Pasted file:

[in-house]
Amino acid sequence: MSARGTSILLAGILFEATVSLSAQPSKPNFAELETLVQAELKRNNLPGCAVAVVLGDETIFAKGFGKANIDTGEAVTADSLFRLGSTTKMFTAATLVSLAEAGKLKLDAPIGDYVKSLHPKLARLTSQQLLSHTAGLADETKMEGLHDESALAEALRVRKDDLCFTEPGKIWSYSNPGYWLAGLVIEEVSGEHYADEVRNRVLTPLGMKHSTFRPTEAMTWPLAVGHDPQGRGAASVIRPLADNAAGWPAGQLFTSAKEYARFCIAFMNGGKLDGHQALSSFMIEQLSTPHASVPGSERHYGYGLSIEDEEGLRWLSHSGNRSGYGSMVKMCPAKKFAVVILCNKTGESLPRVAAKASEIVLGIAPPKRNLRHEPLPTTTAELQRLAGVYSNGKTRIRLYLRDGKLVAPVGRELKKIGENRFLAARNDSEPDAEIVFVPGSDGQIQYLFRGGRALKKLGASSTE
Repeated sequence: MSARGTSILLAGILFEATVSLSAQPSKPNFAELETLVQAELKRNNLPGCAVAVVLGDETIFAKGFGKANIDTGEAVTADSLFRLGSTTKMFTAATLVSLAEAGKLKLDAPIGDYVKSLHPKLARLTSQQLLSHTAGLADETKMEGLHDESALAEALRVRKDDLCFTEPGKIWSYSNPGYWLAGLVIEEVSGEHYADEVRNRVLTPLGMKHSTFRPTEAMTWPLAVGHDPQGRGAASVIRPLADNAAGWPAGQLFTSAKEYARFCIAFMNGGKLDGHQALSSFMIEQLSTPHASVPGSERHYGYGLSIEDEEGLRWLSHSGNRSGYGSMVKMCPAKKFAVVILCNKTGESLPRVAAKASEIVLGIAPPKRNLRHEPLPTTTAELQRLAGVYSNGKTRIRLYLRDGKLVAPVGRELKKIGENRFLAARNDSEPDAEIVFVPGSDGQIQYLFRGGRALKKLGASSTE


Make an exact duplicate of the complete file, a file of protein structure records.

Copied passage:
[in-house]
Amino acid sequence: MSARGTSILLAGILFEATVSLSAQPSKPNFAELETLVQAELKRNNLPGCAVAVVLGDETIFAKGFGKANIDTGEAVTADSLFRLGSTTKMFTAATLVSLAEAGKLKLDAPIGDYVKSLHPKLARLTSQQLLSHTAGLADETKMEGLHDESALAEALRVRKDDLCFTEPGKIWSYSNPGYWLAGLVIEEVSGEHYADEVRNRVLTPLGMKHSTFRPTEAMTWPLAVGHDPQGRGAASVIRPLADNAAGWPAGQLFTSAKEYARFCIAFMNGGKLDGHQALSSFMIEQLSTPHASVPGSERHYGYGLSIEDEEGLRWLSHSGNRSGYGSMVKMCPAKKFAVVILCNKTGESLPRVAAKASEIVLGIAPPKRNLRHEPLPTTTAELQRLAGVYSNGKTRIRLYLRDGKLVAPVGRELKKIGENRFLAARNDSEPDAEIVFVPGSDGQIQYLFRGGRALKKLGASSTE
Repeated sequence: MSARGTSILLAGILFEATVSLSAQPSKPNFAELETLVQAELKRNNLPGCAVAVVLGDETIFAKGFGKANIDTGEAVTADSLFRLGSTTKMFTAATLVSLAEAGKLKLDAPIGDYVKSLHPKLARLTSQQLLSHTAGLADETKMEGLHDESALAEALRVRKDDLCFTEPGKIWSYSNPGYWLAGLVIEEVSGEHYADEVRNRVLTPLGMKHSTFRPTEAMTWPLAVGHDPQGRGAASVIRPLADNAAGWPAGQLFTSAKEYARFCIAFMNGGKLDGHQALSSFMIEQLSTPHASVPGSERHYGYGLSIEDEEGLRWLSHSGNRSGYGSMVKMCPAKKFAVVILCNKTGESLPRVAAKASEIVLGIAPPKRNLRHEPLPTTTAELQRLAGVYSNGKTRIRLYLRDGKLVAPVGRELKKIGENRFLAARNDSEPDAEIVFVPGSDGQIQYLFRGGRALKKLGASSTE